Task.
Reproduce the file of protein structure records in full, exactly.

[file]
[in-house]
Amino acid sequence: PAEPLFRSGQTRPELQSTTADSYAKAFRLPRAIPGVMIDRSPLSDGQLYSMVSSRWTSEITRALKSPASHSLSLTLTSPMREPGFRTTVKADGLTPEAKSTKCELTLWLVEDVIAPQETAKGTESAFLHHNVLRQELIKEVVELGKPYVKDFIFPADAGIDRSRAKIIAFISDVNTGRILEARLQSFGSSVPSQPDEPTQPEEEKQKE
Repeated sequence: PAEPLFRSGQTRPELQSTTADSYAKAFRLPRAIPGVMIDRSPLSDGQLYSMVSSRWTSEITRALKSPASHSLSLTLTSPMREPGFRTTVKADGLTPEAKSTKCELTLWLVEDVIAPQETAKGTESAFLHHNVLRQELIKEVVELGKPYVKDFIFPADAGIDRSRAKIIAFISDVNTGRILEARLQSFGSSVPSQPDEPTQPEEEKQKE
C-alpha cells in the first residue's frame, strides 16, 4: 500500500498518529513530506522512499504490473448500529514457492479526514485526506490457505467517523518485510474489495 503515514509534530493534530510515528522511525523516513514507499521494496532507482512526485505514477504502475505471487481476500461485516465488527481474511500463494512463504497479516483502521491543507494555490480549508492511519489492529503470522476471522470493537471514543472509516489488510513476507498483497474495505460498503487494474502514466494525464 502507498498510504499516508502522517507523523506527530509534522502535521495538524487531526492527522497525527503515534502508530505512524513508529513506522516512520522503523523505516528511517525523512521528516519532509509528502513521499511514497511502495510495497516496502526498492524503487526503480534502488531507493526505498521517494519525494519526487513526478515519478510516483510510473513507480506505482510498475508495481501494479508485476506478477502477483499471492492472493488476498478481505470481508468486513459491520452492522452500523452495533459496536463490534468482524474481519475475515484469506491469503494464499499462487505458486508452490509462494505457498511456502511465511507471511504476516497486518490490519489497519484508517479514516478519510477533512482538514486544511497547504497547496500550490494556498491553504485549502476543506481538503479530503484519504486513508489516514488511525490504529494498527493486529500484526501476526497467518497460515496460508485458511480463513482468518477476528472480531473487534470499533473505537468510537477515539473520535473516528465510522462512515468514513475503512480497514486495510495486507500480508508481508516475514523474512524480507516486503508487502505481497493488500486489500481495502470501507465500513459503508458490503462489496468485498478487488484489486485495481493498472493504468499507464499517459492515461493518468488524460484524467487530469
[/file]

[in-house]
Amino acid sequence: PAEPLFRSGQTRPELQSTTADSYAKAFRLPRAIPGVMIDRSPLSDGQLYSMVSSRWTSEITRALKSPASHSLSLTLTSPMREPGFRTTVKADGLTPEAKSTKCELTLWLVEDVIAPQETAKGTESAFLHHNVLRQELIKEVVELGKPYVKDFIFPADAGIDRSRAKIIAFISDVNTGRILEARLQSFGSSVPSQPDEPTQPEEEKQKE
Repeated sequence: PAEPLFRSGQTRPELQSTTADSYAKAFRLPRAIPGVMIDRSPLSDGQLYSMVSSRWTSEITRALKSPASHSLSLTLTSPMREPGFRTTVKADGLTPEAKSTKCELTLWLVEDVIAPQETAKGTESAFLHHNVLRQELIKEVVELGKPYVKDFIFPADAGIDRSRAKIIAFISDVNTGRILEARLQSFGSSVPSQPDEPTQPEEEKQKE
C-alpha cells in the first residue's frame, strides 16, 4: 500500500498518529513530506522512499504490473448500529514457492479526514485526506490457505467517523518485510474489495 503515514509534530493534530510515528522511525523516513514507499521494496532507482512526485505514477504502475505471487481476500461485516465488527481474511500463494512463504497479516483502521491543507494555490480549508492511519489492529503470522476471522470493537471514543472509516489488510513476507498483497474495505460498503487494474502514466494525464 502507498498510504499516508502522517507523523506527530509534522502535521495538524487531526492527522497525527503515534502508530505512524513508529513506522516512520522503523523505516528511517525523512521528516519532509509528502513521499511514497511502495510495497516496502526498492524503487526503480534502488531507493526505498521517494519525494519526487513526478515519478510516483510510473513507480506505482510498475508495481501494479508485476506478477502477483499471492492472493488476498478481505470481508468486513459491520452492522452500523452495533459496536463490534468482524474481519475475515484469506491469503494464499499462487505458486508452490509462494505457498511456502511465511507471511504476516497486518490490519489497519484508517479514516478519510477533512482538514486544511497547504497547496500550490494556498491553504485549502476543506481538503479530503484519504486513508489516514488511525490504529494498527493486529500484526501476526497467518497460515496460508485458511480463513482468518477476528472480531473487534470499533473505537468510537477515539473520535473516528465510522462512515468514513475503512480497514486495510495486507500480508508481508516475514523474512524480507516486503508487502505481497493488500486489500481495502470501507465500513459503508458490503462489496468485498478487488484489486485495481493498472493504468499507464499517459492515461493518468488524460484524467487530469